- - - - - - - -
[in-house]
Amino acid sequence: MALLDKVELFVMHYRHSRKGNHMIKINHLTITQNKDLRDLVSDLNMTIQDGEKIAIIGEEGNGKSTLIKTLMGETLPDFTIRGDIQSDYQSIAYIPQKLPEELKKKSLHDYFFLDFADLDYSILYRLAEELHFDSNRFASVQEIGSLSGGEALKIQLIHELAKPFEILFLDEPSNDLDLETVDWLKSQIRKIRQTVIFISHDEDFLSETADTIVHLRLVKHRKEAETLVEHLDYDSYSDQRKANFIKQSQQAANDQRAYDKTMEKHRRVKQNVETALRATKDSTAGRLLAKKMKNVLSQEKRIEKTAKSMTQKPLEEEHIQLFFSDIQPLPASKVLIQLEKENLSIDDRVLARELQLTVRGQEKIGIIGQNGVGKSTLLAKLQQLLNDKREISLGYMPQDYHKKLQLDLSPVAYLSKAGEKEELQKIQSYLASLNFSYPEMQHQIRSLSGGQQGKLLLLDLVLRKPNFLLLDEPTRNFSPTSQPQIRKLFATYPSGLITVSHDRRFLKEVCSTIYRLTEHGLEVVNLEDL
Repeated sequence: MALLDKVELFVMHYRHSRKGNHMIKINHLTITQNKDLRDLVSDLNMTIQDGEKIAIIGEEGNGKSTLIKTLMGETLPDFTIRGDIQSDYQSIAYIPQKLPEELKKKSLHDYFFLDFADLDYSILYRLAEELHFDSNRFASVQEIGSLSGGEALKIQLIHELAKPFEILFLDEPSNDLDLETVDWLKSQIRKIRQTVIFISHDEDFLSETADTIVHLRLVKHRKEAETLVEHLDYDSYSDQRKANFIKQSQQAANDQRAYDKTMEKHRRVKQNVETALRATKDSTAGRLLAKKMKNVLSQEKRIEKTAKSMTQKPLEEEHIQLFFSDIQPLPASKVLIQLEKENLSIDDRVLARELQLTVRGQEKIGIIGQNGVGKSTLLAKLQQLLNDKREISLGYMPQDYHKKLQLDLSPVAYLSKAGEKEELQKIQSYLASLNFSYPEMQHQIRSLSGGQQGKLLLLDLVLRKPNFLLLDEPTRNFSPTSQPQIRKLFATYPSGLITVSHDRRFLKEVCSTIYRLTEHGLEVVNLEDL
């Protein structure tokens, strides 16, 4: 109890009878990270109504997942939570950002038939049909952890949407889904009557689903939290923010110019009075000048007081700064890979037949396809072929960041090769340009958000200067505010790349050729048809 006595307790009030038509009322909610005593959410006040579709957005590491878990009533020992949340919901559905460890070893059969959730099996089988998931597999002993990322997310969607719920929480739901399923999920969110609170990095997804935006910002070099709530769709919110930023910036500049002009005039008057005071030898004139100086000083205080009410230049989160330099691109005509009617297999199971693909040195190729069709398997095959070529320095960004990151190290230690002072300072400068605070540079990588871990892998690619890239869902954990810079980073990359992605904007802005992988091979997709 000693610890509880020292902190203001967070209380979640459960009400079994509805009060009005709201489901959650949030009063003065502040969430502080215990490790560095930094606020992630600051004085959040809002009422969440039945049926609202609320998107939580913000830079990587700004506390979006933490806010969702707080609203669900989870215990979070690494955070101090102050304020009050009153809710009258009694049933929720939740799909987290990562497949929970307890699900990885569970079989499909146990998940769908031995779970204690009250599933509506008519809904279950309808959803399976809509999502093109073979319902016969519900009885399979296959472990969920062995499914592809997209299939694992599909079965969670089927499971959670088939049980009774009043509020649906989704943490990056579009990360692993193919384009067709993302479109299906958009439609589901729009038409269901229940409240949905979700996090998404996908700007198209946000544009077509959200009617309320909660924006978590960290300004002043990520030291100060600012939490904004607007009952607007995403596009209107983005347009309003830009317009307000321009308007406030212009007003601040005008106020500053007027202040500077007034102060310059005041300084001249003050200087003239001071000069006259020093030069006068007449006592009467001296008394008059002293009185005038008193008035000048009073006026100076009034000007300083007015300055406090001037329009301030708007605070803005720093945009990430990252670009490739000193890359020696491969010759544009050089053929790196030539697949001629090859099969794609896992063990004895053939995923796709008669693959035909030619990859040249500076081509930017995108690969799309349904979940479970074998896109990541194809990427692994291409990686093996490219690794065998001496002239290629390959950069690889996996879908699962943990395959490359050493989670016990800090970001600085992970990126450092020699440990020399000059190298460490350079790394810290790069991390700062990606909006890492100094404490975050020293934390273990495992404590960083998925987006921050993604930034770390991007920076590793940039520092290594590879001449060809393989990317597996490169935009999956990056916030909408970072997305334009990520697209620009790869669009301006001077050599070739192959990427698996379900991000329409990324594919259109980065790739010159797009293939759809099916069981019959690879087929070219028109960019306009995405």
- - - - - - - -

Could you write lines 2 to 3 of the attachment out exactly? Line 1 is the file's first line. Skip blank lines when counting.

Amino acid sequence: MALLDKVELFVMHYRHSRKGNHMIKINHLTITQNKDLRDLVSDLNMTIQDGEKIAIIGEEGNGKSTLIKTLMGETLPDFTIRGDIQSDYQSIAYIPQKLPEELKKKSLHDYFFLDFADLDYSILYRLAEELHFDSNRFASVQEIGSLSGGEALKIQLIHELAKPFEILFLDEPSNDLDLETVDWLKSQIRKIRQTVIFISHDEDFLSETADTIVHLRLVKHRKEAETLVEHLDYDSYSDQRKANFIKQSQQAANDQRAYDKTMEKHRRVKQNVETALRATKDSTAGRLLAKKMKNVLSQEKRIEKTAKSMTQKPLEEEHIQLFFSDIQPLPASKVLIQLEKENLSIDDRVLARELQLTVRGQEKIGIIGQNGVGKSTLLAKLQQLLNDKREISLGYMPQDYHKKLQLDLSPVAYLSKAGEKEELQKIQSYLASLNFSYPEMQHQIRSLSGGQQGKLLLLDLVLRKPNFLLLDEPTRNFSPTSQPQIRKLFATYPSGLITVSHDRRFLKEVCSTIYRLTEHGLEVVNLEDL
Repeated sequence: MALLDKVELFVMHYRHSRKGNHMIKINHLTITQNKDLRDLVSDLNMTIQDGEKIAIIGEEGNGKSTLIKTLMGETLPDFTIRGDIQSDYQSIAYIPQKLPEELKKKSLHDYFFLDFADLDYSILYRLAEELHFDSNRFASVQEIGSLSGGEALKIQLIHELAKPFEILFLDEPSNDLDLETVDWLKSQIRKIRQTVIFISHDEDFLSETADTIVHLRLVKHRKEAETLVEHLDYDSYSDQRKANFIKQSQQAANDQRAYDKTMEKHRRVKQNVETALRATKDSTAGRLLAKKMKNVLSQEKRIEKTAKSMTQKPLEEEHIQLFFSDIQPLPASKVLIQLEKENLSIDDRVLARELQLTVRGQEKIGIIGQNGVGKSTLLAKLQQLLNDKREISLGYMPQDYHKKLQLDLSPVAYLSKAGEKEELQKIQSYLASLNFSYPEMQHQIRSLSGGQQGKLLLLDLVLRKPNFLLLDEPTRNFSPTSQPQIRKLFATYPSGLITVSHDRRFLKEVCSTIYRLTEHGLEVVNLEDL